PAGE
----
DGC Jason Smallboy gives COVID-19 updates

Create: 11/20/2020 - 03:34

Deputy Grand Chief Jason Smallboy, pictured at a 2018 Nishnawbe Aski Nation Chiefs Assembly, recently delivered an update on the Wawatay Radio Network about COVID-19 cases, NAN Hope, seasonal flu shots and Treaties Recognition Week. Photo by Rick Garrick.

Deputy Grand Chief Jason Smallboy focused on COVID-19 cases in Nishnawbe Aski Nation, NAN Hope, seasonal flu shots and Treaties Recognition Week during his WRN (Wawatay Radio Network) Update.

“Sioux Lookout First Nations Health Authority was notified that a person from outside the community tested positive for COVID-19,” Smallboy says. “This individual travelled to KI (Kitchenuhmaykoosib Inninuwug) and Wapekeka on Oct. 23 and the individual tested positive for COVID-19 on Oct. 31.”

Smallboy says the individual did not have any symptoms but may have been infectious while in the communities.

“Anyone in these communities that is showing symptoms should call the nursing station for an assessment,” Smallboy says. “Those who were exposed to this individual for more than 15 minutes without a face covering should contact their local nursing station for an assessment. Casual contact with this individual is very low but self monitoring is encouraged. Sioux Lookout First Nations Health Authority’s Preventing Infectious Diseases team is working with the communities’ health staff to support the public health management of the case, and contact tracing has begun.”

Smallboy says First Nations in Manitoba are continuing to experience a surge in COVID-19 cases, and the Manitoba First Nations COVID-19 Pandemic Response Coordination Team is strongly encouraging First Nations people to cancel any non-essential travel to Winnipeg and to the Northern Health Region.

“This situation highlights how much of a risk COVID-19 remains to our people and especially to our Elders,” Smallboy says.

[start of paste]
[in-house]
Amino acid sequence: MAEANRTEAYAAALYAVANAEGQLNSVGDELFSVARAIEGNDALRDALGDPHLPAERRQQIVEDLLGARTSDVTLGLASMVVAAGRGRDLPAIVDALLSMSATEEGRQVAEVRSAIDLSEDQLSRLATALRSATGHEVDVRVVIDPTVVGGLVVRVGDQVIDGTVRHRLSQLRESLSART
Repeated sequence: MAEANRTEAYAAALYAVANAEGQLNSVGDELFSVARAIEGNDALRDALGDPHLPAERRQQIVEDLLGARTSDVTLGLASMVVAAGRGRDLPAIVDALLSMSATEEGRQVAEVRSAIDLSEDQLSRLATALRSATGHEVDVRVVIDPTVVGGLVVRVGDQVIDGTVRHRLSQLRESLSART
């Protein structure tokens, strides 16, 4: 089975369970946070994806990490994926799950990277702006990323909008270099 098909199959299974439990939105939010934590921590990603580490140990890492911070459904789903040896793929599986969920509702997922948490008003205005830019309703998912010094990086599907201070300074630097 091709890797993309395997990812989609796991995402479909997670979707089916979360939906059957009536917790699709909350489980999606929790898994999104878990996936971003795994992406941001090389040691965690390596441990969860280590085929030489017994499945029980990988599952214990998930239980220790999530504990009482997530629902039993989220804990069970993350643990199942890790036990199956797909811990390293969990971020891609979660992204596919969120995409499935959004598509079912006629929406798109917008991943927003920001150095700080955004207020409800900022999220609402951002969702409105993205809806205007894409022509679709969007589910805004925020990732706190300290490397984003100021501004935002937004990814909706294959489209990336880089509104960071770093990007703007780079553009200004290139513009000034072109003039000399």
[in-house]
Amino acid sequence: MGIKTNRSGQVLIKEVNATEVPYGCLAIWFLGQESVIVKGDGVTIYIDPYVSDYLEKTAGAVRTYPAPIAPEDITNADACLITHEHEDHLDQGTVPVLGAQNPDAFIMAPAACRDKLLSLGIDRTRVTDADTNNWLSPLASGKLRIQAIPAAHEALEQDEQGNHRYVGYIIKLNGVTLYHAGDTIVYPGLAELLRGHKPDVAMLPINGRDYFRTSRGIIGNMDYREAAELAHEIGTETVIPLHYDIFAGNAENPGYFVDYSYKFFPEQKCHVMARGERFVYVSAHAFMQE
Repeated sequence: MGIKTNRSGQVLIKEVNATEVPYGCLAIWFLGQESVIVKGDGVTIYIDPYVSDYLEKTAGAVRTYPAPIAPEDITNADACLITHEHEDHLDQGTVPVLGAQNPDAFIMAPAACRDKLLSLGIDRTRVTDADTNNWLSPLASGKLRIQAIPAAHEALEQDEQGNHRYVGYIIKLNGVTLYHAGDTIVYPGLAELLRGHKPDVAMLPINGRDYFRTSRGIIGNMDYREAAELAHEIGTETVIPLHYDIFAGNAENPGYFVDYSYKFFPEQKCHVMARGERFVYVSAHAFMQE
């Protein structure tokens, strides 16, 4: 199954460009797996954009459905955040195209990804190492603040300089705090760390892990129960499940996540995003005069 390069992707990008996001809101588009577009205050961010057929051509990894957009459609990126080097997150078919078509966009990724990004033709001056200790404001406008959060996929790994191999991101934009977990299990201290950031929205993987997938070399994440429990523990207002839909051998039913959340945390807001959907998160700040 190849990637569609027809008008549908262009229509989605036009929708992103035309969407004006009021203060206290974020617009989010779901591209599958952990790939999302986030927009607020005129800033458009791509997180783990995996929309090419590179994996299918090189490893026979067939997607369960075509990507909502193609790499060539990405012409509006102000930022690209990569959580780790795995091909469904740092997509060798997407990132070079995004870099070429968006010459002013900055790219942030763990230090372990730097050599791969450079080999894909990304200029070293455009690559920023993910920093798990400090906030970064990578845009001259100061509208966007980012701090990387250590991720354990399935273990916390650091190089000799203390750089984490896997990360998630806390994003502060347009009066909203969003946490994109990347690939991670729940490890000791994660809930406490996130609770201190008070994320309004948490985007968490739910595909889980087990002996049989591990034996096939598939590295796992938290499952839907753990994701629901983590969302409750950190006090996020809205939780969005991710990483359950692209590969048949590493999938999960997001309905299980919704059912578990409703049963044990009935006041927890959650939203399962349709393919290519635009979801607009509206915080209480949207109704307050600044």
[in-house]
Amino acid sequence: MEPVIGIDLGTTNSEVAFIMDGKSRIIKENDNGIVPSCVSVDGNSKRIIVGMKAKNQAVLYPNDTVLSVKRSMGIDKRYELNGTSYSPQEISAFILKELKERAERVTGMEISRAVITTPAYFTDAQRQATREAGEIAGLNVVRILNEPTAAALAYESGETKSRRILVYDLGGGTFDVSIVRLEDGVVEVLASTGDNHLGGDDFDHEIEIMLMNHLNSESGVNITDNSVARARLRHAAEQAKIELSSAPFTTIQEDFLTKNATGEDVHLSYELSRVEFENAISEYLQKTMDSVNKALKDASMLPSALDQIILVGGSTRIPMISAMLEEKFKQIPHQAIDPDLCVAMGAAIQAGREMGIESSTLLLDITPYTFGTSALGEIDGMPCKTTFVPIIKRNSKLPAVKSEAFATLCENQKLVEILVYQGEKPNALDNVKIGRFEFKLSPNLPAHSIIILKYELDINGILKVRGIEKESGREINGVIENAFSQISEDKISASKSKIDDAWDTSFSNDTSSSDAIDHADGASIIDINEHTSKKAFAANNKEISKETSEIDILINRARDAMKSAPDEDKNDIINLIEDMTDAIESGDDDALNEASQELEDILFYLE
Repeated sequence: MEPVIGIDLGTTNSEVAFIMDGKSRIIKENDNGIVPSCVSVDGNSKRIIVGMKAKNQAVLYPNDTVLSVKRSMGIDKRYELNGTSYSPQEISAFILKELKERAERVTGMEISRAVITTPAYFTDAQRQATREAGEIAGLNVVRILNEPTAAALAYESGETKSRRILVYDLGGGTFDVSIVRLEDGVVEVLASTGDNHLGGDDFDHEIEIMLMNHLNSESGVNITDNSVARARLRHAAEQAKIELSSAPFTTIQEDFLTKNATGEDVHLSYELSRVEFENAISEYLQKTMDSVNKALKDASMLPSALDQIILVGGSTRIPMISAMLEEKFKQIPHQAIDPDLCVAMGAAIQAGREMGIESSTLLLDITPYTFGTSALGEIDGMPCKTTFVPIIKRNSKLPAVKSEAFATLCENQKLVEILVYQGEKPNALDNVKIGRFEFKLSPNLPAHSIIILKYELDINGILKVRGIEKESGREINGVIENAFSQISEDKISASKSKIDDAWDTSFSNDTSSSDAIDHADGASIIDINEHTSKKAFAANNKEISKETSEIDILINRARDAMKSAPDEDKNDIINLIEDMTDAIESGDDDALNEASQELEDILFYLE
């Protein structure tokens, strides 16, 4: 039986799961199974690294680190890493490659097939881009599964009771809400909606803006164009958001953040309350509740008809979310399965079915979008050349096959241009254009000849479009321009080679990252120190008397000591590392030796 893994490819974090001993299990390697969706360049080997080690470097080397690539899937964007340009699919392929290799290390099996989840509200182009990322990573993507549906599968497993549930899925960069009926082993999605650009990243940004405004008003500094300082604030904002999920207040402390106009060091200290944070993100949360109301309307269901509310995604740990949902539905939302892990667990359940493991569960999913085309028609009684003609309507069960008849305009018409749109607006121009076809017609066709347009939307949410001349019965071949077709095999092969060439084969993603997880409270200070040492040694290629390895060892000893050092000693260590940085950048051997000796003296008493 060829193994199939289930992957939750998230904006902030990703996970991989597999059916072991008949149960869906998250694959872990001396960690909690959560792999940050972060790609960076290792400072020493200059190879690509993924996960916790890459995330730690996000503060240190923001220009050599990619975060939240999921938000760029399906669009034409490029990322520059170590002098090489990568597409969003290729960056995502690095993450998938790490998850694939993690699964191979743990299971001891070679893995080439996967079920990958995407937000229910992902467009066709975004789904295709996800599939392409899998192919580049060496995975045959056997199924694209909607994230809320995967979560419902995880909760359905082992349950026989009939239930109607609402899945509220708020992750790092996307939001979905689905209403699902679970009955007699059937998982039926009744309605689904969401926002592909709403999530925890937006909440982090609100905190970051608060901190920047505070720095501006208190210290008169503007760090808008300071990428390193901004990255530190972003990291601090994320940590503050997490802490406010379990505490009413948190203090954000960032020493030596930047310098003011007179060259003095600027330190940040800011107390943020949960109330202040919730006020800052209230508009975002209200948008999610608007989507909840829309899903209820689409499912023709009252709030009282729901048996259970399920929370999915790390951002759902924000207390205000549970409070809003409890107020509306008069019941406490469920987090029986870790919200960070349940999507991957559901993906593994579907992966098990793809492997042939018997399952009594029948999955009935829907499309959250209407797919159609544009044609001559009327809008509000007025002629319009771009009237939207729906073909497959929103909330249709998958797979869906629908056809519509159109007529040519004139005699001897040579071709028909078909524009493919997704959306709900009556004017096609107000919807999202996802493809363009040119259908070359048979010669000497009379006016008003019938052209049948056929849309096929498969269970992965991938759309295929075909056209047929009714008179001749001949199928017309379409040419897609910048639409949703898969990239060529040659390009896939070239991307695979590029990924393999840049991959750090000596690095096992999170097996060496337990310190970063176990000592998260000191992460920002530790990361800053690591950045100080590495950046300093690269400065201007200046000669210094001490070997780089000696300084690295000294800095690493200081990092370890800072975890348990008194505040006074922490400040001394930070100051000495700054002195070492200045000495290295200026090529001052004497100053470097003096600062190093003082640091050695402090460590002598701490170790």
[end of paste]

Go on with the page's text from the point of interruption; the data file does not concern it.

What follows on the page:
Smallboy says the NAN Task Team continues to examine how citizens in NAN communities can safely access medical care during the pandemic.

“Keeping communities safe during COVID-19 means more than just focusing on the virus,” Smallboy says. “It also means making sure that (citizens) protect their health by getting treatment they need. Our leadership may feel anxious about medical travel during the second wave, it is important though that (citizens) continue to access the health care they need during this time. Delays in proper health care can lead to worse health outcomes.”

Smallboy says citizens can take measures such as wearing a face mask for the duration of their flight, while indoors or where physical distancing is not possible.

Smallboy says the NAN Hope 24/7 mental health crisis line is now live.

“We want to ensure that our Elders are made aware of NAN Hope and that they can access help in their language at any age through this service,” Smallboy says. “So please share this information with our Elders in our communities.”

Smallboy says NAN Hope is available by calling 1-844-NAN-Hope, or 1-844-626-4673.

“I encourage anyone who is struggling during this pandemic to call this number and get the help they need,” Smallboy says. “Help is available — you are not alone.”

Smallboy says all citizens are encouraged to get their seasonal flu shot.

“The flu shot prevents you from getting very sick,” Smallboy says. “Even if you believe you will not get sick from the flu, getting the vaccine may help prevent you from passing the flu on to vulnerable people in the community.”

Smallboy says the purpose of Treaties Recognition Week is to honour the importance of the treaties and to help people in Ontario to learn more about treaty rights and relationships.

“It is important to teach the public and students of our schools the First Nations understanding of the treaties so they can gain knowledge about their country’s history, how Canada was founded and the people it still continues to affect,” Smallboy says. “We are all treaty people.”

Date Published: 
Friday, November 20, 2020 - 03:32